The Theology News & Notes of Fuller Seminary (Fall Editon) deals with the subject of Emerging Churches within Denominational Structures. The topic is introduced by Eddie Gibbs. One major area of 'church' missed is that of rural ministry. This entry is to attempt to bring this oversight - to bring the rural voice - into the conversation.
The theme of the Federation of Alberta Gas Coops annual Convention in Edmonton (December 1-4) was Rejuvenate the System! People, Projects, Community. During the convention one delegate leaned over to me, knowing I was involved in theology, and asked if I could tell him the difference between ‘emerging’ and ‘emergent’ churches. We decided there was much confusion surrounding the term!
It came as a surprise therefore when upon arriving back home there was in my mailbox the Fall edition of Fuller Theological Seminary’s Theology News & Notes: Emerging Churches within Denominational Structures introduced by one of my past D. Min. mentors Eddie Gibbs. Eddie Gibbs hit the mark when he writes:
“Every new development in the life of the Church triggers responses from different theological positions or cultural and personal dispositions. With the emerging church, however, responses can be even more diverse and intense because the label is applied to such a wide range of fresh expressions of church – whether or not they identify with the term.”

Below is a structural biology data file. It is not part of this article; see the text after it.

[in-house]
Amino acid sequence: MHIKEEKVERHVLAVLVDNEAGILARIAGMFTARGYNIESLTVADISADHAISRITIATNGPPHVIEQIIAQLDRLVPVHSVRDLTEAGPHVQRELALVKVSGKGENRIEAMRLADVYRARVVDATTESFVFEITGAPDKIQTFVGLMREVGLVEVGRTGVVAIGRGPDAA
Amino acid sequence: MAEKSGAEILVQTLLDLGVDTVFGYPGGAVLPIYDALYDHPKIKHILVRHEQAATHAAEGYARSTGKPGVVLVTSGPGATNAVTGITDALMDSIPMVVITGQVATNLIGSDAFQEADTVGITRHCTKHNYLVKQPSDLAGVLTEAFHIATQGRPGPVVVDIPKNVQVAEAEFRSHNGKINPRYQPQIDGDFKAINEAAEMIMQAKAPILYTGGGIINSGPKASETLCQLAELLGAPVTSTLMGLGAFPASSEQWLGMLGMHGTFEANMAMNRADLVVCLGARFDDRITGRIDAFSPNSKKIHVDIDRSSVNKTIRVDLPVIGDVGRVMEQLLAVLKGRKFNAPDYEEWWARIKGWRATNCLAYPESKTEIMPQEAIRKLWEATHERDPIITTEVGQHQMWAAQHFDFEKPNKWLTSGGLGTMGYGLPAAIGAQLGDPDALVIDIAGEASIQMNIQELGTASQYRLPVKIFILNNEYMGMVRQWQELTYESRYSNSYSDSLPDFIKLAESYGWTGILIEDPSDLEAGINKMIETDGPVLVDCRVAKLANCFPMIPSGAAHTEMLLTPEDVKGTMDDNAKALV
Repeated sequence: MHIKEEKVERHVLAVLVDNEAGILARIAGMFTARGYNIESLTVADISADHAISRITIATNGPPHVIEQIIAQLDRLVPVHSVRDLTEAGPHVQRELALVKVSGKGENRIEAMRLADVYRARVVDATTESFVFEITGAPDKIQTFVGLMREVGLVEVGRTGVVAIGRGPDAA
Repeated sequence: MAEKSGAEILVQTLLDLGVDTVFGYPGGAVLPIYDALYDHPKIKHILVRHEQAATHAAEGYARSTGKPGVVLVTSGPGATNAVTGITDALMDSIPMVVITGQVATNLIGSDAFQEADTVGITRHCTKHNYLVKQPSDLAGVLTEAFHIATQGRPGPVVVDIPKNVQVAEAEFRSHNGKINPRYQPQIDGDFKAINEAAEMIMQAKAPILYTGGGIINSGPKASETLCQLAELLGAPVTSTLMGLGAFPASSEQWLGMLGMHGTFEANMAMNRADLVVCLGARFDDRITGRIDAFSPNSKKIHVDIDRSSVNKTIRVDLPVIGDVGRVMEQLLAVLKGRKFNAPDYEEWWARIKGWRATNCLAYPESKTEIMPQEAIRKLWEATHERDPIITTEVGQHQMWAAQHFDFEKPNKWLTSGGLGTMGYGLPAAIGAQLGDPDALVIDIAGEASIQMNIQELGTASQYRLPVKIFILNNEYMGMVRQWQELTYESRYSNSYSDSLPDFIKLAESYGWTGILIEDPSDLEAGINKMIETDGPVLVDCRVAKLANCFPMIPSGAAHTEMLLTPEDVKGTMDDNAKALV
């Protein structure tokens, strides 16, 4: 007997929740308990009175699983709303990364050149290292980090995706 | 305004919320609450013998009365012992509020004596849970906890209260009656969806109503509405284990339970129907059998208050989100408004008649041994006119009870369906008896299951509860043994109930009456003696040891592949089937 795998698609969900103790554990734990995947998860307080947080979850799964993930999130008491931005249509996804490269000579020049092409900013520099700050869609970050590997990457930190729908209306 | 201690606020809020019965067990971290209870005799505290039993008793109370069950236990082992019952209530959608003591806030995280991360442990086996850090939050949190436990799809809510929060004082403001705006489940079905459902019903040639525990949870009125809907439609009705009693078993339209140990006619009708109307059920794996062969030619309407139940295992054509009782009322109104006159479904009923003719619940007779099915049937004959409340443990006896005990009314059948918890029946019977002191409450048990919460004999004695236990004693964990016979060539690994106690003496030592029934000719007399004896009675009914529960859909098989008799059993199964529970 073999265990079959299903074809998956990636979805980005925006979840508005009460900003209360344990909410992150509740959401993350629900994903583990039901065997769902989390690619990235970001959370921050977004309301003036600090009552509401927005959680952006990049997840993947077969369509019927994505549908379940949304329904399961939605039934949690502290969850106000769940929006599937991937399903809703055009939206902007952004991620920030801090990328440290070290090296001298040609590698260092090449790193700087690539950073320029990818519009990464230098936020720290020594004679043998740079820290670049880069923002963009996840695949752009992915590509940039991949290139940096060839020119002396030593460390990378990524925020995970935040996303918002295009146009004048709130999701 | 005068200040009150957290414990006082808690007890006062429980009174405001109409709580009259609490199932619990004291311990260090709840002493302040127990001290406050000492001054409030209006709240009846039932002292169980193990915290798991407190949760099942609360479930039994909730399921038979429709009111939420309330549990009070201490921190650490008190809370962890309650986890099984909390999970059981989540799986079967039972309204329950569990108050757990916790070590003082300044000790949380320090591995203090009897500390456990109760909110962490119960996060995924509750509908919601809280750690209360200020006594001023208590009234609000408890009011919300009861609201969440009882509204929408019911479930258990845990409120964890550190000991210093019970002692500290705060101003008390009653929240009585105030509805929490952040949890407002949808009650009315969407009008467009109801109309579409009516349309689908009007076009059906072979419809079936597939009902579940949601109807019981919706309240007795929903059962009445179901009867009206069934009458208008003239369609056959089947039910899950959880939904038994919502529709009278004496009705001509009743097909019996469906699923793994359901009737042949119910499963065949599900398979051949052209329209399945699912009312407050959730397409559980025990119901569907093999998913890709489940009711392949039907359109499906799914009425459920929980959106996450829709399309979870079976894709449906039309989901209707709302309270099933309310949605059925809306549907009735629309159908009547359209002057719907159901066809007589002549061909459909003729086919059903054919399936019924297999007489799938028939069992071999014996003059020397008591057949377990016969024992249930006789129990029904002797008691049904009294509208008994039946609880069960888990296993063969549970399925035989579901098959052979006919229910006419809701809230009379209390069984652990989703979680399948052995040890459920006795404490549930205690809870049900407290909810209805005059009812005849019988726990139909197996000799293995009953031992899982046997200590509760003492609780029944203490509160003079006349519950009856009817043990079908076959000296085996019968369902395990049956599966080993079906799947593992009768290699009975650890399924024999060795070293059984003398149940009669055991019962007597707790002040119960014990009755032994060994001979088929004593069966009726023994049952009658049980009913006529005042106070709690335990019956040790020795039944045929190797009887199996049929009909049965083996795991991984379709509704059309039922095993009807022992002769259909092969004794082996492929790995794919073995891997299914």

Gibbs continued to indicate that the emerging church is “more of a matrix of networks attracting a range of like-minded travelers” recognizing that “Western societies are moving beyond the context of Christendom which has prevailed for sixteen hundred years.”
According to Gibbs, “the church finds itself increasingly marginalized and no longer a pillar of society” and that “in response to cultural shifts of seismic proportions, emerging churches re-imaginethemselves, seeking to be a missional presence. It is this conviction that lies at the heart of the emerging church conversation." 
I became involved in GOCN with an article titled Ministry at the Margins (September/December 2002 http://www.gocn.org/files/1434-newsletter.pdf#page=1) where I challenged GOCN to take seriously the rural context as an overlooked “marginal” place of ministry. In the Fuller Theology and News that is the basis for this blog entry, there is no mention of any ‘emerging rural church’. But of course there are.
In the book Discovering Hope: Building Vitality in Rural Congregations from The Center for Theology and Land, co-sponsored by Wartburg Theological Seminary and the University of Dubuque Seminary, the question is asked: “Is there hope for congregations in rural settings? Are there rural congregations in rural America discovering hope and vitality? The good news is that there are!"  In this book you can read of 26 Lutheran churches where, quote: “God’s Spirit is breathing new vitality into rural congregations.”
1. In the world of local municipal politics and community development rather than the term ‘re-imagine’ Imagine or envision is being used. This might well be of little consequence but I would encourage you to visit the websites of Imagine Calgary http://www.imaginecalgary.ca/index.php or enVision Montpelier http://www.montpelier-vt.org/planning/envision/index.cfm
2. David Poling-Goldenne and L. Shannon Jung, Discovering Hope: Building Vitality in Rural Congregations, Minneapolis: Augsburg Press, 2001, 15.